Sweet sixteen

I completely forgot that February 22 was the sixteenth birthday of this blog. So here, a week and a half late, is this blog’s sixteenth birthday post.

Blogging is completely different now than it was on February 22, 2005, when this blog started. Back then, blogs were social media; there was no other social media to speak of. Back then, blogs were mostly run by individuals who were willing to learn how to install cranky software on remote servers, and social media was mostly a labor of love. Now, social media is dominated by big corporations like Facebook, TikTok, and YouTube, which seem bent on destroying democracy. Now, social media is a big business where your data is the product that’s being sold. So now that “social media” is a dirty word, I’m proud to say this blog can no longer be considered social media.

Other things have changed over the years. Back in 2007, I attended Podcamp Boston and learned from innovative people called “vloggers” who were using videos to blog. So for the next twelve months, I uploaded a weekly video to my blog; the videos were hosted on a service called Blip.tv, which went defunct a few years later, taking all fifty-plus of my videos with it when it died. (And it’s just as well those old videos are gone: I still have files for one or two of them, and they were pretty crude.) To produce online videos in 2007, I had to purchase a fancy camcorder, edit the video footage on my laptop, make sure the encoding wouldn’t choke the host service, then upload it to the host. But today, people can shoot video with their phone and upload it directly to TikTok or Youtube.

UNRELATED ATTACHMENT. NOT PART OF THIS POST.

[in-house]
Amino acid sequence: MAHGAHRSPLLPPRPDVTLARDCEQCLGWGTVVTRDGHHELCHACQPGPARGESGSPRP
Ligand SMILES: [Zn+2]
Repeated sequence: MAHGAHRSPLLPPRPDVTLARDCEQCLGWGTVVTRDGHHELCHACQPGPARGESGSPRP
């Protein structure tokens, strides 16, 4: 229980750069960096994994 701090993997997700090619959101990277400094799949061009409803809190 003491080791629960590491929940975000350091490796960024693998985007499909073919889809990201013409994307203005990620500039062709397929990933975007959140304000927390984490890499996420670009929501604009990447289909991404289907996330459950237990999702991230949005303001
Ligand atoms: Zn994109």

And I’ve watched the audience for this blog change over the years. In 2005, my readers were the forty other UU bloggers, plus some tech-savvy people who thought to do a Web search for “UU blog.” By 2008, the peak of blogging was over; Facebook had begun its climb to dominance of social media; Twitter was just starting to become popular with what was then known as “microblogging”; and Youtube was becoming a destination on its own rather than just a host for video content. I had already begun to see a shift in who was visiting my blog. Half the traffic to my blog was readers looking at the front page to read the most recent posts; but half the traffic was through Web searches that found older posts. Today, most of my visitors are going directly to older posts.

But I still have a few regular readers who stop at the front page to check out the latest posts. I hope I continue to publish material that’s interesting enough that you, dear readers, continue to return here for another sixteen years.

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